Current position of the SSV Corwith Cramer. Click on the vessel to view position history. Use the tools, top right, to change the map style or view data layers.
SEA Currents: SSV Corwith Cramer
29° 15’ 14.40” N x 14° 21’ 57.60” W
Approaching the Canary Islands
It was another momentous day about the Corwith Cramer on our short passage between the Madeiran and Canary Islands. The two big events were our final wire deployment and my birthday! On this final wire deployment, we paid out about 2000 meters of wire with a CTD (Conductivity, Temperature, and Depth) and a payload of artistically designed Styrofoam coffee cups, together forming what we call the “Styrocast.” It is a long oceanographic tradition to write some commemorative words on a styrofoam coffee cup and send it deep into the blue, where the incredible amount of water presses down on the cups and results in a souvenir that is about the size of a shot glass. This morning we were faced with 12-foot seas and Beaufort Force 5 wind for our deepest deployment of the trip, but our fearless crew bravely loaded the Styrofoam cups into a couple pairs of pantyhose attached to the CTD cage. On the way up, the third assistant scientist, Gabrielle, put a fresh coat of fish-oil lubricant on the wire with the help of Veronica, who was in charge of the lab for morning watch.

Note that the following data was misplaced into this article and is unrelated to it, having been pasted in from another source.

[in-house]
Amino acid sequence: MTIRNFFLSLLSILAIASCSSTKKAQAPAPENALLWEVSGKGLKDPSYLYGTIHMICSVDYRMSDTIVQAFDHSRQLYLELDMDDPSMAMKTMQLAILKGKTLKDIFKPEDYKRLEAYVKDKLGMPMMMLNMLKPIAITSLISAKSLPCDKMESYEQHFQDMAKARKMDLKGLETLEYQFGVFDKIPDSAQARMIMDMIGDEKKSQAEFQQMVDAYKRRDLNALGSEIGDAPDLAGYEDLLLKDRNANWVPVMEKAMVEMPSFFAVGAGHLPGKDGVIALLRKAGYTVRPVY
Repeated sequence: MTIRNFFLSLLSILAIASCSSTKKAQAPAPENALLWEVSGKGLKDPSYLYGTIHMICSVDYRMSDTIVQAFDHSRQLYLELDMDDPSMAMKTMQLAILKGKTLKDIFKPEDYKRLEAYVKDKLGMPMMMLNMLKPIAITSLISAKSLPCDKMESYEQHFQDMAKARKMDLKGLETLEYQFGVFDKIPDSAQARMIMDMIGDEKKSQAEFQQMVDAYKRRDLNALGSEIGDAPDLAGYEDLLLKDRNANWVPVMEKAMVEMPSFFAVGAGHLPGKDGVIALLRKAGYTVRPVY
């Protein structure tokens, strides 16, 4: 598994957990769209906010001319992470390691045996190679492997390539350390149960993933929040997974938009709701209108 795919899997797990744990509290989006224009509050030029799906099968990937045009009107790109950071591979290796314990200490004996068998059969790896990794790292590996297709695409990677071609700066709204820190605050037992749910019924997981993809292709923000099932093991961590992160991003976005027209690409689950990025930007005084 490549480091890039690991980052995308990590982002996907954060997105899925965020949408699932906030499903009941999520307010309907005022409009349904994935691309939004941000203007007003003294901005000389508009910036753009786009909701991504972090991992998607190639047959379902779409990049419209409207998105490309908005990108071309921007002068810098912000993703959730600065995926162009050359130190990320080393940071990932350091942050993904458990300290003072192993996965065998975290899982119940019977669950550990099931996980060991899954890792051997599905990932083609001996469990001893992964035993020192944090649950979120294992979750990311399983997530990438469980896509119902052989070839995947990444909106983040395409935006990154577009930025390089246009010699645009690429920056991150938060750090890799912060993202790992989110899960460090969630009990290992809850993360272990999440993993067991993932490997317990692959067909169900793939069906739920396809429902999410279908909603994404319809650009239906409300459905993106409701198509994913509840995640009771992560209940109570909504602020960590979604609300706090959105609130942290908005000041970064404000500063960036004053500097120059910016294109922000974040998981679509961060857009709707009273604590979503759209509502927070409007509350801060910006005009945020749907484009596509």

In the afternoon we had class, which included the final round of student presentations. We had a bit of a theme with three projects involving plastic and a couple looking at water masses in the Mediterranean and the Atlantic. We learned quite a bit from these young investigators and then proceeded to the poster session, which allows for a more interactive conveyance of the scientific findings of our voyage. After class, I was shocked to find all of the crew in the main salon waiting for me to arrive where they sang ‘happy birthday’ and we all had some delicious chocolate cupcakes made by Abby. The day was capped off with some delicious pizza from the galley!
Well, the science is pretty much wrapped up for this trip, and I’m confident that all of the students learned a thing or two, not just about oceanography, but about the scientific process in general. I have had a great time working with this group of students and I look forward to hearing about the exciting things that they will go on to do in the future.
Here’s to another year, at sea.
PS: Happy belated birthday to Dad and Kristi!
PPS: Happy Birthday Dad! Hope you had a wonderful day. Sending lots of love, G.G.